Injuries are a common occurrence in the NFL, and veteran stars can quickly become afterthoughts to a team that changes to get by without them. Jerod Mayo was once the most important player on the New England Patriots defense. Peter Benet explains how the injury has prompted New England to hold the Mayo.
When he returned from a torn pectoral muscle to start last season, Patriot captain Jerod Mayo played 99% of the defensive snaps until tearing his patellar tendon in week 6. Returning this year, the 29-year-old linebacker has played just 22% of snaps in the first three games. Why? The answer is more interesting than simply age or injury.
The calling card of the Bill Belichick 3-4 defense for thirty years was a core of smart, aggressive, versatile linebackers –from Harry Carson, Carl Banks, Lawrence Taylor, and Pepper Johnson, to Roman Phifer, Adalius Thomas, Mike Vrabel, and Tedy Bruschi. It was a bulwark against the run and Jerod Mayo fit in perfectly, quarterbacking the unit starting in 2008.
A first round draft pick out of Tennessee, Mayo had an immediate impact with 92 tackles as a rookie, rising to 111 in 2010 and 2012–a Pro Bowler both years. With a nose for the ball, he stood out as smart, fast, and agile, able to range sideline to sideline. At 6’1” and 250, he was not known as a pass rusher or defender, but was the team’s leading tackler. As the Patriots moved toward a 4-3 scheme in 2011, Mayo continued to flourish, moving from inside linebacker to weakside linebacker. He had more room to roam; if his pass coverage lagged somewhat, he was effective at blitzing more.
But as Mayo battled injuries the past two years, the league was evolving toward the short passing game to tight ends and backs. Pete Carroll appeared to have the answer: bigger safeties, like Kam Chancellor, and quicker linebackers, like Bobby Wagner, who could both keep up with tight ends as well as punish backs who ventured across the middle. The 49ers had Donte Whitner, the Panthers Luke Kuechly, and the Steelers drafted Ryan Shazier to replace Troy Polamalu.
When Mayo went out in 2013, the Patriots replaced him with a fifth defensive back and played a majority of snaps the rest of the year in their nickel defense, compromising their run-stopping. This defense lacked flexibility; when they brought in run-stopping Brandon Spikes, they couldn’t defend short passes.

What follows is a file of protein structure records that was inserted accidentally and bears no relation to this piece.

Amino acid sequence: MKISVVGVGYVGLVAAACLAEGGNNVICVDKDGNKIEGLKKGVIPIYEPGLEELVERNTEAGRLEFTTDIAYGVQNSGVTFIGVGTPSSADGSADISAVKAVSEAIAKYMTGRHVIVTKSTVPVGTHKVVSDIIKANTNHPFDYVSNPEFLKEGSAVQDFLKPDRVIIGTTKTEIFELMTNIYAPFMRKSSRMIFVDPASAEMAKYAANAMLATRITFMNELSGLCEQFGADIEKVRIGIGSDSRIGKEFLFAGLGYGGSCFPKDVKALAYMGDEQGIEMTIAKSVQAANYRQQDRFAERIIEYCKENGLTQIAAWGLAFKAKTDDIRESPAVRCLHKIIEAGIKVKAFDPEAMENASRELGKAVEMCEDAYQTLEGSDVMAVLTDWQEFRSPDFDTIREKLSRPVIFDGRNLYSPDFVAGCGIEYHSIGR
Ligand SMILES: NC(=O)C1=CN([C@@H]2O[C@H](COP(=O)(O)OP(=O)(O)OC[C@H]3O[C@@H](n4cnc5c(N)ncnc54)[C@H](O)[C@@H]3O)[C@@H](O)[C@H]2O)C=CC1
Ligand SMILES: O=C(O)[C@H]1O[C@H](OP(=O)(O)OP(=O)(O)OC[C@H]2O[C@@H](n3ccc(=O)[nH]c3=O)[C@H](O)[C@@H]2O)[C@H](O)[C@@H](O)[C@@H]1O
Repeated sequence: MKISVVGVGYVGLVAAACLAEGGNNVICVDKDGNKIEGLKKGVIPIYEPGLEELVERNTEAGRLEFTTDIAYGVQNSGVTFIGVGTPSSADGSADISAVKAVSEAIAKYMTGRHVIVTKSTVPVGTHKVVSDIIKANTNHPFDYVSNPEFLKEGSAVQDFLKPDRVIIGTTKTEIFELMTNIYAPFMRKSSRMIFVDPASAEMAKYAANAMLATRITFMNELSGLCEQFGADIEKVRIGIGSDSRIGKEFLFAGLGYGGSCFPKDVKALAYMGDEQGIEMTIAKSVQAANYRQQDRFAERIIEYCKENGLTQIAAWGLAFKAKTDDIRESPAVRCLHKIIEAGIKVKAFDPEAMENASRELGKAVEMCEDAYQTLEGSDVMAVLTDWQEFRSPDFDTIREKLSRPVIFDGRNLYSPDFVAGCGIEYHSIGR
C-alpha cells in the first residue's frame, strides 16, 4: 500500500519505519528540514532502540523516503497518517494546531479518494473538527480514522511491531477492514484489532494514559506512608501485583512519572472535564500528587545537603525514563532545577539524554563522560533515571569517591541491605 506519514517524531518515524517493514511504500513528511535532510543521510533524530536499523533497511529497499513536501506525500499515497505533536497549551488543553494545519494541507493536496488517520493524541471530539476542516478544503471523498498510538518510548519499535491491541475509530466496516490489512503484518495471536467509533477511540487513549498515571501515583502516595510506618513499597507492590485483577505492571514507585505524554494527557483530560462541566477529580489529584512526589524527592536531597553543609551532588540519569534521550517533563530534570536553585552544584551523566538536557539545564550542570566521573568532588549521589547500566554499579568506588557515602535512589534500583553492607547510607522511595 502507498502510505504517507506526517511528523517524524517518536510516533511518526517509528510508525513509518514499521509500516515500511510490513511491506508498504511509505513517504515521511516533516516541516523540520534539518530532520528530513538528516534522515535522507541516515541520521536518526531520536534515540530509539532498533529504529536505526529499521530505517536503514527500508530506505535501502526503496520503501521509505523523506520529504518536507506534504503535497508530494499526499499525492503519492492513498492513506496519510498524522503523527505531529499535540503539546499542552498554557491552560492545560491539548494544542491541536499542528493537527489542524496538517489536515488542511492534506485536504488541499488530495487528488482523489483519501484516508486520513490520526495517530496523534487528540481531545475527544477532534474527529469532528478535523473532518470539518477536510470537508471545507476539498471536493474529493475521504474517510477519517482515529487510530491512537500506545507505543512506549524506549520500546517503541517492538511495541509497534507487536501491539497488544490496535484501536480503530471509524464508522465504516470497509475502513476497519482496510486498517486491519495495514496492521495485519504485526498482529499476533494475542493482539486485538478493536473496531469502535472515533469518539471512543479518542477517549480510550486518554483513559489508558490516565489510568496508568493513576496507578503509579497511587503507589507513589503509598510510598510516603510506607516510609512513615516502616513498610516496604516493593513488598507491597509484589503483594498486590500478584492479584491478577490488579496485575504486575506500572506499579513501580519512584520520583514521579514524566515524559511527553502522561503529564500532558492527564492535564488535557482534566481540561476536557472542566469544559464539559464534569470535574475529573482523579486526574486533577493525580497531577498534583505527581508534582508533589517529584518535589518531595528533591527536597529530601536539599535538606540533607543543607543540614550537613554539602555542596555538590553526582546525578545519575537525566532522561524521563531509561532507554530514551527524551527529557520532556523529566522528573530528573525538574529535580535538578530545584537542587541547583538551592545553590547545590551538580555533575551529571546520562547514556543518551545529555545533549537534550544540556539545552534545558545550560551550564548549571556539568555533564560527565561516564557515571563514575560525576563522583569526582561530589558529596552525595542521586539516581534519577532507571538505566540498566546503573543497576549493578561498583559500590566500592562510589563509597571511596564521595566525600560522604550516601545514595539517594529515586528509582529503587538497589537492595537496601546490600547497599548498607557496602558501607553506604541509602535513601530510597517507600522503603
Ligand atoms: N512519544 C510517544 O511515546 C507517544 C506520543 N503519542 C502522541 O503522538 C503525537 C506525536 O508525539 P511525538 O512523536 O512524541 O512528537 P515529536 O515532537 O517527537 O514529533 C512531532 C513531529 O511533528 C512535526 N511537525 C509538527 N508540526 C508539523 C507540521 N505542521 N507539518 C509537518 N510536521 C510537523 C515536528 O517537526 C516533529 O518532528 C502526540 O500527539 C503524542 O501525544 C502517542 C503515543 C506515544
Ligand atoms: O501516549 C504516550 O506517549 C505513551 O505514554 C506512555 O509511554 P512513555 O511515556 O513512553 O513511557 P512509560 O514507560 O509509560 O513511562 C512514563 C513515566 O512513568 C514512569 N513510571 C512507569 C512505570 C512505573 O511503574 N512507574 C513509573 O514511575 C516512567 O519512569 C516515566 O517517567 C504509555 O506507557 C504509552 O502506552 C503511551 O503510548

After the season, they let the lumbering Spikes go in free agency. They had potential pass rushers in top draft picks Dont’a Hightower and Jamie Collins – huge, fast, athletic – but still not known for dropping into coverage. When they opened 2014 against Miami playing three linebackers, Mayo got burned for six completions on six pass attempts. When he got hurt in week 6, they once more reverted to nickel.
But this was a nickel defense with a difference. Due to the presence of Darrelle Revis, the Patriots were able to play a single deep safety and move Patrick Chung into the box, strengthening the run defense. A liability against the deep ball, Chung thrived close to the line:
In addition, a transformation occurred with Hightower and Collins: They responded to coaching and became not only run stoppers and pass rushers, but also solid pass defenders. Collins and Chung shared a statistic – only 61% passes completed against them – and the 270 pound Hightower rated above them in coverage, per PFF. Against Denver, in 2014 Week 9 , the Patriots mobilized an effective pass rush, placing Hightower and Collins on the line, disguising who would rush. Hightower and Collins began to fulfill their promise as pass rushers who could also drop into coverage.
This year, the nickel package has changed again. Chung remains as the “rover” covering tight ends, but often with two safeties behind him. Against three wide receiver sets, a slot corner comes in; Mayo has been relegated to a specialist role against run formations. With Chung, Hightower, and Collins, the Patriots finally have found a modern defense which can stay on the field against a hurry-up or two tight end offense and defend either a run or a pass. In 2012 the Patriots used five defensive backs only 33% the time; this year they’ve played in a 4-2-5 defense for about 80% the snaps.
It’s not clear that Jerod Mayo is in decline; but it is clear that he finds himself behind two emerging stars, the third man out in a scheme with room for only two linebackers.
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